- CROSS REFERENCE TO CO-PENDING APPLICATIONS
The present application is a continuation-in-part application of co-pending patent application Ser. No. 08/920,116, entitled METHOD AND SYSTEM FOR PROCESSING SUPPLEMENTARY PRODUCT SALES AT A POINT-OF-SALE TERMINAL, filed on Aug. 26, 1997, which is a continuation-in-part of co-pending patent application Ser. No. 08/822,709, entitled SYSTEM AND METHOD FOR PERFORMING LOTTERY TICKET TRANSACTIONS UTILIZING POINT-OF-SALE TERMINALS, filed on Mar. 21, 1997, each of which are incorporated herein by reference.
The present invention is related to the following United States patent applications filed contemporaneously herewith:
FIELD OF THE INVENTION
U.S. patent application Ser. No. ______, entitled METHOD AND APPARATUS FOR CONTROLLING OFFERS THAT ARE PROVIDED AT A POINT-OF-SALE TERMINAL (Attorney Docket No. WD2-97-564), U.S. patent application Ser. No. ______, entitled METHOD AND APPARATUS FOR FACILITATING THE PLAY OF FRACTIONAL LOTTERY TICKETS UTILIZING POINT-OF-SALE TERMINALS (Attorney Docket No. WD2-97-558), U.S. patent application Ser. No. ______, entitled METHOD AND APPARATUS FOR CONTROLLING THE PERFORMANCE OF A SUPPLEMENTARY PROCESS AT A POINT-OF-SALE TERMINAL (Attorney Docket No. WD2-97-557), and U.S. patent application Ser. No. ______, entitled METHOD AND APPARATUS FOR PROCESSING A SUPPLEMENTARY PRODUCT SALE AT A POINT-OF-SALE TERMINAL (Attorney Docket No. WD2-97-559), each assigned to the assignee of the present invention and incorporated by reference herein.
- BACKGROUND OF THE INVENTION
The present invention relates to point-of-sale terminals.
Point-of-sale (“POS”) terminals, such as cash registers, are used in a wide variety of businesses for performing such processes as calculating the total price of a purchase (goods or services) and calculating the amount of change due to a customer. Some POS terminals furthermore track purchases made and adjust a database of store inventory accordingly. As described in the parent application of the present application, patent application Ser. No. 08/920,116, entitled METHOD AND SYSTEM FOR PROCESSING SUPPLEMENTARY PRODUCT SALES AT A POINT-OF-SALE TERMINAL, filed on Aug. 26, 1997, a customer at a POS terminal is offered an “upsell” in exchange for an amount of change due. The POS terminal determines an upsell in dependence on a purchase of the customer, and also determines an “upsell price” (the amount of change due) based on the purchase. For example, a customer purchasing a first product for $1.74 and tendering $2.00 may be offered a second product, perhaps at an attractively discounted price, in lieu of the $0.26 change due. The upsell price, $0.26, thus depends on the purchase price $1.74; the upsell price is not fixed like most conventional prices for items.
As described in the aforementioned parent application, offering upsells in exchange for change due has significant advantages. For example, customers are typically adverse to handling change, and would welcome the opportunity to dispense with it. In addition, the customer derives satisfaction from a sale at an attractively-low price.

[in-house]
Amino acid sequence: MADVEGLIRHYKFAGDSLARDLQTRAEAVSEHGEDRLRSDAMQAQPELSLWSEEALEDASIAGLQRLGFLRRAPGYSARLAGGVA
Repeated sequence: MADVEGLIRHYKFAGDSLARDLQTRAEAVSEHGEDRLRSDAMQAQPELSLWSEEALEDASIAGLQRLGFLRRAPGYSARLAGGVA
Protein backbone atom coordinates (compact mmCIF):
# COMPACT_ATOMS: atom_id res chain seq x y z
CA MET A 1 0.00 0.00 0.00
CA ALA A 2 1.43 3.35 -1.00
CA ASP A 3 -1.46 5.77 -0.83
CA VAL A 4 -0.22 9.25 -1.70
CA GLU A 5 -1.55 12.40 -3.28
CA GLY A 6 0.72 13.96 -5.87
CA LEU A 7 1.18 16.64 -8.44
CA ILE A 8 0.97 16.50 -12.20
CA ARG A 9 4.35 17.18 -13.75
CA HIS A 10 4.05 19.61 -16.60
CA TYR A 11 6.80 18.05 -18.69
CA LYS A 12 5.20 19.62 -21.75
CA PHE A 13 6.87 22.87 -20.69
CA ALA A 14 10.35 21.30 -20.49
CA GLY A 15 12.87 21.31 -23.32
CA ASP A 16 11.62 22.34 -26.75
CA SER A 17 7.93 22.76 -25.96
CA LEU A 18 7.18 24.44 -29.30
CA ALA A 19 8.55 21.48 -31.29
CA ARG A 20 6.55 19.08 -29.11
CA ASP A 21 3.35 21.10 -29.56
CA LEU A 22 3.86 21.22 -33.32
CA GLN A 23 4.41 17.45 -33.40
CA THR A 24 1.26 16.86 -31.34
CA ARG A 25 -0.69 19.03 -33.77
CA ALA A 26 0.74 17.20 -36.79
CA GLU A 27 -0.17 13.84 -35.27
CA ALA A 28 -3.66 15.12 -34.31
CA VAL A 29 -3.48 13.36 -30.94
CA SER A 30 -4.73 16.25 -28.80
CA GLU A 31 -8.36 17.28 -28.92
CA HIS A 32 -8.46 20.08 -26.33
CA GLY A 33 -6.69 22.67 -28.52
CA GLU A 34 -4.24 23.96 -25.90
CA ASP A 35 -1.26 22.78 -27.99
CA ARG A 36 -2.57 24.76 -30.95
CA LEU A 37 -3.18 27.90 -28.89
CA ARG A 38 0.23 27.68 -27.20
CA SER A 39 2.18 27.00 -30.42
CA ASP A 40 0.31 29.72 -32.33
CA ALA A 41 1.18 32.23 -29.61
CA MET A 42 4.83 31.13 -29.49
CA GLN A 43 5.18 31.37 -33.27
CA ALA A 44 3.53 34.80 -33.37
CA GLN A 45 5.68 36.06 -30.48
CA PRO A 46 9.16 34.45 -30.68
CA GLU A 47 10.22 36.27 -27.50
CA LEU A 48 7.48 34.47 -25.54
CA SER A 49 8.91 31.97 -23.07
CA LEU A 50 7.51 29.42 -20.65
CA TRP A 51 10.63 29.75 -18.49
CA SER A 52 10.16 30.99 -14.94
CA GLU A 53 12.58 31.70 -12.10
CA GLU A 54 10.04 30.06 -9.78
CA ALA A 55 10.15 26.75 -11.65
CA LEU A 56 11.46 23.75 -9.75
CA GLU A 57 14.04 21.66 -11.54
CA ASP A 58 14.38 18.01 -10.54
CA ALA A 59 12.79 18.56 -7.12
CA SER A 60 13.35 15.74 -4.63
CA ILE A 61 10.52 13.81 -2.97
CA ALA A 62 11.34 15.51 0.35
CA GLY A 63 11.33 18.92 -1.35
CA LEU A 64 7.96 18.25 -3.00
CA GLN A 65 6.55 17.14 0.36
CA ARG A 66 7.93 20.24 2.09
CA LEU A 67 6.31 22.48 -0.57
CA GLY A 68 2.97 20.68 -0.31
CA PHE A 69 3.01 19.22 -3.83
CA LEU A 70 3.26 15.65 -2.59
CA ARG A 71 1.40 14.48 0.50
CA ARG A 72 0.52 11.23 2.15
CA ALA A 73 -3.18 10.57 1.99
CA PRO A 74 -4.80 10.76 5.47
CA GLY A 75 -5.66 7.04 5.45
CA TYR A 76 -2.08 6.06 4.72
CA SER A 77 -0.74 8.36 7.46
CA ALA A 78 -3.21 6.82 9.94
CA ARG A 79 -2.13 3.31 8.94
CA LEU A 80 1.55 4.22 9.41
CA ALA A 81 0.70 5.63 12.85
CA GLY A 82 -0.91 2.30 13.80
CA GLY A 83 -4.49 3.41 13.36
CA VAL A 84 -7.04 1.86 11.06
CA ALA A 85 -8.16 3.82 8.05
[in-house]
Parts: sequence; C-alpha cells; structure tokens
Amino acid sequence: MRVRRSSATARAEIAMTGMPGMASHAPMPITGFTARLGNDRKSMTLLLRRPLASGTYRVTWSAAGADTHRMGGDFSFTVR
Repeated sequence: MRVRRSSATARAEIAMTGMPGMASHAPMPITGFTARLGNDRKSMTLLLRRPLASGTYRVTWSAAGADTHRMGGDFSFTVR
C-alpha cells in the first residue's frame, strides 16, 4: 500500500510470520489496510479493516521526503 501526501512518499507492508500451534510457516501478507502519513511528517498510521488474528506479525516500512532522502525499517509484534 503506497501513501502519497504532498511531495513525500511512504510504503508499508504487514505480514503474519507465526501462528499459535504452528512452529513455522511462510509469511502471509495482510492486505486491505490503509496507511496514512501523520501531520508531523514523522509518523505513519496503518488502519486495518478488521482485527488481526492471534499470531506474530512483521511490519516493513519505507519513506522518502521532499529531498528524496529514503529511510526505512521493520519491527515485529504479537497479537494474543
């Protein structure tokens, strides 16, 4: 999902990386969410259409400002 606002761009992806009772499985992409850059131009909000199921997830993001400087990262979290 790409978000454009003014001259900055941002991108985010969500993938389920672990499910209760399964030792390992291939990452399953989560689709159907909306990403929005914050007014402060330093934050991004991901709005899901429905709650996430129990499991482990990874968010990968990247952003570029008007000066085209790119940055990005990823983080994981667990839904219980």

Typically, a business may have several different upsells that may be offered. In fact, for any particular purchase, it may be possible to offer several different upsells. The particular upsell that is actually offered to a particular customer may depend on a number of criteria associated with the purchase, such as the change amount, the time of day and the items purchased. Since there may be so many possible upsells to offer any particular customer, it may be difficult or impossible to determine which upsell that customer is likely to accept.
- SUMMARY OF THE INVENTION
In addition to the difficulty of selecting an upsell to offer, offering an upsell may in some circumstances require time. However, there is no guarantee that the time spent offering an upsell will prompt the customer to accept the upsell and, consequently, provide revenue to the offeror. Thus, many offered upsells will be unaccepted, thus resulting in a waste of time and effort. Accordingly, it would be advantageous to eliminate the uncertainty that is inherent in offering upsells.
It is an object of the present invention to eliminate the uncertainty that is inherent in offering upsells.
BRIEF DESCRIPTION OF THE DRAWINGS
In accordance with the present invention, upsells are made accessible to customers so customers may select upsells as they select items in their purchase. Each upsell has an associated rounding code. For example, the rounding code may be determinable from a bar code printed on an adhesive label that is affixed to the upsell. A POS terminal receives the rounding code, by scanning the label or other means. Typically, the rounding code is read in a manner similar to the manner in which items in the purchase are read by the POS terminal. The purchase price (sum of all item prices and any tax) is rounded, based on the rounding code. For example, given a purchase price of $8.26, and a rounding code that indicates a multiple of $5, the purchase price would be rounded up to the next-higher multiple of $5 ($10.00). The customer would pay the rounded price in exchange for the items and the upsell. Thus, the difference between the rounded price and the purchase price ($10.00−$8.26=$1.74) is effectively the price the customer pays for the upsell.
FIG. 1 is a schematic illustration of a POS terminal provided in accordance with the present invention.
FIG. 2 is a schematic illustration of another embodiment of the POS terminal of FIG. 1.
FIG. 3 is a schematic illustration of a network of POS terminals.
FIG. 4 is a schematic illustration of an inventory database of a POS terminal.
FIG. 5 is a schematic illustration of a rounding code database of a POS terminal.
FIG. 6 is a schematic illustration of data used in determining an amount of money due as payment for items of a purchase and an upsell.
FIG. 7 is a schematic illustration that represents information relating to transactions.
FIG. 8 is a flow chart describing a method for determining a rounded price for a purchase that includes an upsell and one or more items.